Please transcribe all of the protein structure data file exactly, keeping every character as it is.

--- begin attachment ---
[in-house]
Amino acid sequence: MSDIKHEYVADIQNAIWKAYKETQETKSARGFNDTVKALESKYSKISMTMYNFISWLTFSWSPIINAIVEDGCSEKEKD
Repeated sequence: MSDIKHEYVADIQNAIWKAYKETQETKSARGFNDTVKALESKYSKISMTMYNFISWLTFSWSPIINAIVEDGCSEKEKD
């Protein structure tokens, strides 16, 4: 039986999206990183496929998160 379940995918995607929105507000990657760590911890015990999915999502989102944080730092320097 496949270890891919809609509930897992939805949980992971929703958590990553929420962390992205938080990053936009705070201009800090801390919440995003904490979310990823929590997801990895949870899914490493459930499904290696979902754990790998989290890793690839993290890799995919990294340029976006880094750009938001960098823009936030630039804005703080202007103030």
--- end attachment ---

[in-house]
Amino acid sequence: MSDIKHEYVADIQNAIWKAYKETQETKSARGFNDTVKALESKYSKISMTMYNFISWLTFSWSPIINAIVEDGCSEKEKD
Repeated sequence: MSDIKHEYVADIQNAIWKAYKETQETKSARGFNDTVKALESKYSKISMTMYNFISWLTFSWSPIINAIVEDGCSEKEKD
């Protein structure tokens, strides 16, 4: 039986999206990183496929998160 379940995918995607929105507000990657760590911890015990999915999502989102944080730092320097 496949270890891919809609509930897992939805949980992971929703958590990553929420962390992205938080990053936009705070201009800090801390919440995003904490979310990823929590997801990895949870899914490493459930499904290696979902754990790998989290890793690839993290890799995919990294340029976006880094750009938001960098823009936030630039804005703080202007103030």